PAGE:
Supermoon: Some of the best photos from Qld
IF you've always wanted to capture a super shot of the moon, tonight and tomorrow night could be your best opportunities in almost 70 years.
But let's be honest, you won't get the best photo using a smartphone - even the best of them.
Monday and Tuesday night's supermoon will be best captured using a proper camera - a DSLR or at least a good quality compact with a great zoom - and a tripod.
The supermoon will appear about 15% larger and will be the closest full moon in 68 years.
Australasian Science magazine writer David Reneke says practising with aperture settings on your camera is important.
He recommends using two or three different settings with exposure times of quarter, half and one second.
Obviously the bigger the lens you have the better.
But remember, the longer the lens the more potential you have for blur so that's where a tripod is pretty vital.
BEST CAMERA SETTNGS
Aperture: f/8 or wider, like f/5 or f/5.6, depending on the amount of light available (less light).
Shutter speed: between 1/200 and 1/8.
ISO: Start with the camera's base ISO (typically ISO 100 or 200 depending on the camera) and I push the ISO up depending on the light conditions.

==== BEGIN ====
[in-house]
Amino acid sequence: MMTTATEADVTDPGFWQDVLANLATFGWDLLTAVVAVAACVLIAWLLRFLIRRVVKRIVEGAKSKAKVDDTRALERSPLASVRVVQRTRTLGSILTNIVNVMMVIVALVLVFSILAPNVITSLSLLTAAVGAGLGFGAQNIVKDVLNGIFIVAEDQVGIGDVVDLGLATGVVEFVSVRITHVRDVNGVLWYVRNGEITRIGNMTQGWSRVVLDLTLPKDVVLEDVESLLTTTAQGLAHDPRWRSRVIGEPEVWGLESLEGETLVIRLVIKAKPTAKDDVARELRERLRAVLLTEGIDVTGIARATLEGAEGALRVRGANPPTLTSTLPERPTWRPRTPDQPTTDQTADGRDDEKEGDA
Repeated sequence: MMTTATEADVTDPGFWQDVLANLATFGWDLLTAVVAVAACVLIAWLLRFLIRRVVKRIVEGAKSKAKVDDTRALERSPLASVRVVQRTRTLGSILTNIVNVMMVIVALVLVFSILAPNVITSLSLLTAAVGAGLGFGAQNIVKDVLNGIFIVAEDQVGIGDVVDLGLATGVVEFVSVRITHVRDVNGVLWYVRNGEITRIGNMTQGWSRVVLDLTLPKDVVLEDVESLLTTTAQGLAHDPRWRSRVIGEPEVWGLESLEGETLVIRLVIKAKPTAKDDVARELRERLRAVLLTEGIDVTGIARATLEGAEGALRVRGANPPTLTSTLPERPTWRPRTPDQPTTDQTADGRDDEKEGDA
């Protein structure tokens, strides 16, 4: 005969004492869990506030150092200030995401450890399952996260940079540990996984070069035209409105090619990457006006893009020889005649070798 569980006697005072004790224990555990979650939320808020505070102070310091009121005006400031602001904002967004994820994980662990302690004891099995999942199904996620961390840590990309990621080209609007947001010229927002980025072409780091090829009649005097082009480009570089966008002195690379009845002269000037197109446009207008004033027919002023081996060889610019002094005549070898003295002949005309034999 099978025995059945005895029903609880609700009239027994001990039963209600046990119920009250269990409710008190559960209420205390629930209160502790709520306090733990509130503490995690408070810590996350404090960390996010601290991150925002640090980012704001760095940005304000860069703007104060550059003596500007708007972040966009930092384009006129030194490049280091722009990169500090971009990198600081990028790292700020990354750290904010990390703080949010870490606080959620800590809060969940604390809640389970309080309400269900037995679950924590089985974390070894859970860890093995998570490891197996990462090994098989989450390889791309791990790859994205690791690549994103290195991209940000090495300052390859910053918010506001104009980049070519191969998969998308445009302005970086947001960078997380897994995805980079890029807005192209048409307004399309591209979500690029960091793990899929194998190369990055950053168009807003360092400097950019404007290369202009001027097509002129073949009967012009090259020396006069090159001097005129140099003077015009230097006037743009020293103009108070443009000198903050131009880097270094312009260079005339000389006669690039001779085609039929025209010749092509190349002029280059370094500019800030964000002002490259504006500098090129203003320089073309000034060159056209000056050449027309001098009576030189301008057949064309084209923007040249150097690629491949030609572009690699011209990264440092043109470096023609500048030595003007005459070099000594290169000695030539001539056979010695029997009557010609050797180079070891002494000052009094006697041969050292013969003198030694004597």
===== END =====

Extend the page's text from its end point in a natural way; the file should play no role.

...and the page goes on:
NASA photographer for more than 25 years Bill Ingalls has shared some great tips for taking a photo you will want to show your grandkids.
He recommends making sure you have a landmark - such as a building in the foreground.
That provides a sense of place and makes the moon look larger.
He also suggests spending some time to work out exactly when and where might be the best local vantage point, where the moon is most likely to pop up on the horizon, while trying to keep away as much as possible from city lights.
Moonrise tonight in Sydney is 7:07pm AEDT and Brisbane 5:51pm AEST.
Check your weather page for local times.
Have some fun with your photo
It's also worth having some fun.
For example, you could have one of your kids appear to be holding the moon in their hands - if you can get them to stand still for long enough - by shooting at the right angle.
Bill Ingalls also recommends using daylight white balance as the best setting to capture the moonlight, as the moon is reflecting the sun's light.
SHOOTING ON A SMART PHONE
If you are shooting the moon on a smart phone, you can adjust your settings in many of the best cameras.
Try to use a car or something as a tripod if you don't have one.
Make sure you also 'lock in' the focus and aperture setting for the moon by holding down on your screen where the moon is for a few seconds.
After you have taken your photo, you can adjust the light settings to increase the contrast.
It's also worth trying to put a building or local landmark in the shot to give it some context.
Good luck and if you get a great shot - don't forget to share it with us on our Facebook page